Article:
Another Reason to Get Rid of the IRS


You may not want to read this post, because you might find out that you are breaking the law, too! It has just come to my attention that I am a miscreant because I have not been itemizing and reporting to my employer my cell phone usage into business vs. personal minutes. It will cost my employer more money for me to do that each month than my monthly phone bill costs!


There are things that the IRS does that tick me off, and there are things they do that are beyond explanation. I found one, and apparently, I and my co-workers have been breaking this law for quite some time.

Here is an excerpt from an e-mail that I just received, entitled "2nd Request-URGENT!! Important Cell Phone Tax Implications".

Dear Cellular Phone Subscriber,

A previous communication was sent to you on July 6, 2007 and we do not have a record of a response. You are receiving this because our records indicate that you have a cell phone ... which is paid for by [the company]... The IRS requires that personal use of employer-provided cell phones must be taxed to individuals as additional compensation.


Do people really use their cell phones that much that it would mean a substantial difference in their tax liability?

Give me a break!

Has anybody heard of this malarkey before? It sounds like we have at least one too many lawyers in our legal department.

Oh well, I'm off to spend $50+ to calculate how many minutes of my $44 phone bill were personal minutes. Bye!

Comments

  1. Welcome to my world. I get to inform people of stuff like this on a regular basis.

    I am shocked that your celluar provider is involved. I haven't seen that happen before.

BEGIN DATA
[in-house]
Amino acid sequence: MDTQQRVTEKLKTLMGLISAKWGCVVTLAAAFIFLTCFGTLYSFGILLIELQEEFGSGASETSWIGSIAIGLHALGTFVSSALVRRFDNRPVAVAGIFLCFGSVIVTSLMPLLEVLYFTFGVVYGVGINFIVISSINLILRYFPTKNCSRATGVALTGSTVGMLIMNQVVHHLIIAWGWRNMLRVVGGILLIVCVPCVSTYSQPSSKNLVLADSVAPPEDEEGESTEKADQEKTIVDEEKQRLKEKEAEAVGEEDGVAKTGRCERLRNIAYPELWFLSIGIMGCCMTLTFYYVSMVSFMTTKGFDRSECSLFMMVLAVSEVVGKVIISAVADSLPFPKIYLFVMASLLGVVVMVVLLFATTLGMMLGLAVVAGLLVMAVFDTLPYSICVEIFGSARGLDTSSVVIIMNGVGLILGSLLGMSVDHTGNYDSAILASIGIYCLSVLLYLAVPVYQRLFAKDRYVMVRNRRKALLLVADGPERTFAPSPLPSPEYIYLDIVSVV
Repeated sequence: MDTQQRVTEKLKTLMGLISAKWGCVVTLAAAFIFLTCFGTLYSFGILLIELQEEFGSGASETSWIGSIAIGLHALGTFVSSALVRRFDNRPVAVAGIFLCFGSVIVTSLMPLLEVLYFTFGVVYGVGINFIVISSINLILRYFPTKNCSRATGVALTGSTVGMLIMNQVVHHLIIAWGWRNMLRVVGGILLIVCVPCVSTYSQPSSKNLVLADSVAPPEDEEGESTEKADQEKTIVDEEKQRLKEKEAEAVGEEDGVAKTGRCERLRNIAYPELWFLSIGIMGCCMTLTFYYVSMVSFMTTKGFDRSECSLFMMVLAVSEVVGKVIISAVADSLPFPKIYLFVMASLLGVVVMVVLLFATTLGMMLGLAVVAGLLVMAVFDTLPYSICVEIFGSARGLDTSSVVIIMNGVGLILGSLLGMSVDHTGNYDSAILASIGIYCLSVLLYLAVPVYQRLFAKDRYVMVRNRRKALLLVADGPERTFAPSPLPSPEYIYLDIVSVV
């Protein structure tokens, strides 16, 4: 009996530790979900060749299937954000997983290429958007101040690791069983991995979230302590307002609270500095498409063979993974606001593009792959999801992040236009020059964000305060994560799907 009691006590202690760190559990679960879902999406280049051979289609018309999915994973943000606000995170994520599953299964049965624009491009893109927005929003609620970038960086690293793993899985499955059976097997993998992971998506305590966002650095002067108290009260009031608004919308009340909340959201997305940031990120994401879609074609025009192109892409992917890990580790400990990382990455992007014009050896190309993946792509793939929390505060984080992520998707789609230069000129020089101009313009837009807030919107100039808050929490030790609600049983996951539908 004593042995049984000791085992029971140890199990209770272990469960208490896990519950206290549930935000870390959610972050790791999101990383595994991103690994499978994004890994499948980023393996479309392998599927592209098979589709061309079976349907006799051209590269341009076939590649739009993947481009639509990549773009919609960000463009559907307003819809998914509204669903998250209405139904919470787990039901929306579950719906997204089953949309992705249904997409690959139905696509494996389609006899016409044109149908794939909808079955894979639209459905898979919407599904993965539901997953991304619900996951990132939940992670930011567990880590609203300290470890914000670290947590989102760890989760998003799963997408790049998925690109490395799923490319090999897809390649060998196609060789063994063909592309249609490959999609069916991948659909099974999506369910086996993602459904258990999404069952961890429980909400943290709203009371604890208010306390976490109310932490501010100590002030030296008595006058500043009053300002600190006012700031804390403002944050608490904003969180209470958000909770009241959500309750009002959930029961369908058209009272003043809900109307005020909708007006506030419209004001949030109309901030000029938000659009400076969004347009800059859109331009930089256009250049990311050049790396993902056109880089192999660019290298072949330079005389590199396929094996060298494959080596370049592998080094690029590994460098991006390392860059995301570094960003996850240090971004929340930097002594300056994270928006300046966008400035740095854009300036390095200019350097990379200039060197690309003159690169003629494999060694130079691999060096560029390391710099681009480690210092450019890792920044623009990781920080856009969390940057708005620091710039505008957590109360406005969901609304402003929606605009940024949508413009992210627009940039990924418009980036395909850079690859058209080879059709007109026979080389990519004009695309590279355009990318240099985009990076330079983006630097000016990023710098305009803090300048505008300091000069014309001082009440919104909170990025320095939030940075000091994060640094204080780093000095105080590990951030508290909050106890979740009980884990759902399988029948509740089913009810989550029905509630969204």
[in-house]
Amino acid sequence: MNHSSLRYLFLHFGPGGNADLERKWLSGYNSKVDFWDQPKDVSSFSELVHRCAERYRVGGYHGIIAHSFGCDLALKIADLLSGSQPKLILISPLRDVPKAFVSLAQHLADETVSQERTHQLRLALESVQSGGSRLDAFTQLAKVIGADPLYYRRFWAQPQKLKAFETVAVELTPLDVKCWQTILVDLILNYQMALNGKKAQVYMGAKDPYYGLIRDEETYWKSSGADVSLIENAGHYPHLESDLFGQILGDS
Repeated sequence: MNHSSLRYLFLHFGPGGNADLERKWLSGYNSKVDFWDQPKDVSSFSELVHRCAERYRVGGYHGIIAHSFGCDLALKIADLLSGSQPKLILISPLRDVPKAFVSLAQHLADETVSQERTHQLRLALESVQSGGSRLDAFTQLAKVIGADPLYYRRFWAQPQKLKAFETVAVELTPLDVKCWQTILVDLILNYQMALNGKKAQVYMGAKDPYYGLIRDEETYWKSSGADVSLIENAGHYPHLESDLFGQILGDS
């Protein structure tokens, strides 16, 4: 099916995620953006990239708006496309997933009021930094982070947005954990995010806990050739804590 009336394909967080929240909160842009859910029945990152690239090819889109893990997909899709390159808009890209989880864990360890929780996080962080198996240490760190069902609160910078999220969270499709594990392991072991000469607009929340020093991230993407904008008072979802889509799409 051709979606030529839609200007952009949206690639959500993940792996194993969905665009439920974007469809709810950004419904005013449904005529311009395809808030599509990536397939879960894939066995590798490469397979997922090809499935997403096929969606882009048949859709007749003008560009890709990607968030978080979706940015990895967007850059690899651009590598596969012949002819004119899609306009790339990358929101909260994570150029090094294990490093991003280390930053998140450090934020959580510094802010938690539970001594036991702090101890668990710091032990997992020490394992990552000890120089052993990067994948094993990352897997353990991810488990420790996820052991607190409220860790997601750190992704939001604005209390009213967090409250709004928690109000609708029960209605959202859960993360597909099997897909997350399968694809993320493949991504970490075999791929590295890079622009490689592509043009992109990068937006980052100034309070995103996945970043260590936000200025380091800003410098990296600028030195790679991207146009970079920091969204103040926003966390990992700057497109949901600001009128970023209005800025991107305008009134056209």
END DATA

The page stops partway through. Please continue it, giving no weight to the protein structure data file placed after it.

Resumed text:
ReplyDelete
  2. I'm on Bluff if you ever need any help.

    ReplyDelete
  3. When you say "I am shocked that your cellular provider is involved," do you mean you are shocked that I have to declare my personal cell phone minutes as income?

    ReplyDelete
  4. True confessions: I spent the first part of my career working for the IRS -- as a tax auditor, no less. Now take a deep breath.

    Let me first come to the aid of my former employer. This is not all the fault of the IRS. You ought to actually read the tax laws passed by our federal legislators. Heaven knows that few of them do so. This kind of nitpicky crap is often codified in the law. If you wonder how that kind of thing happens, think about lobbyists plus the art of compromise and working a bill through the process.

    Then there are treasury regulations that are written by unelected bureaucrats that help -- uh -- clarify the Internal Revenue Code. A not insignificant amount of the insidious nitpicking comes from this source. And the lines of accountability of these bureaucrats to the citizen voters and their elected representatives is fuzzy at best.

    The IRS takes all of these multituninous pages of legalese and works with a force of people (mainly GS-9 level or below) to implement these laws and regs. Each of these people is indoctrinated and steeped in the culture of the bureaucracy. The truly amazing thing is that IRS does its job as well it they does.

    Our tax system stinks. IRS is the face of our tax system, and they certainly do their share to make life difficult for taxpayers. But let's not forget the guys up the line that are the real sources of IRS hubris: Senators, Congressional Representatives, and administration bureaucrats.

    ReplyDelete

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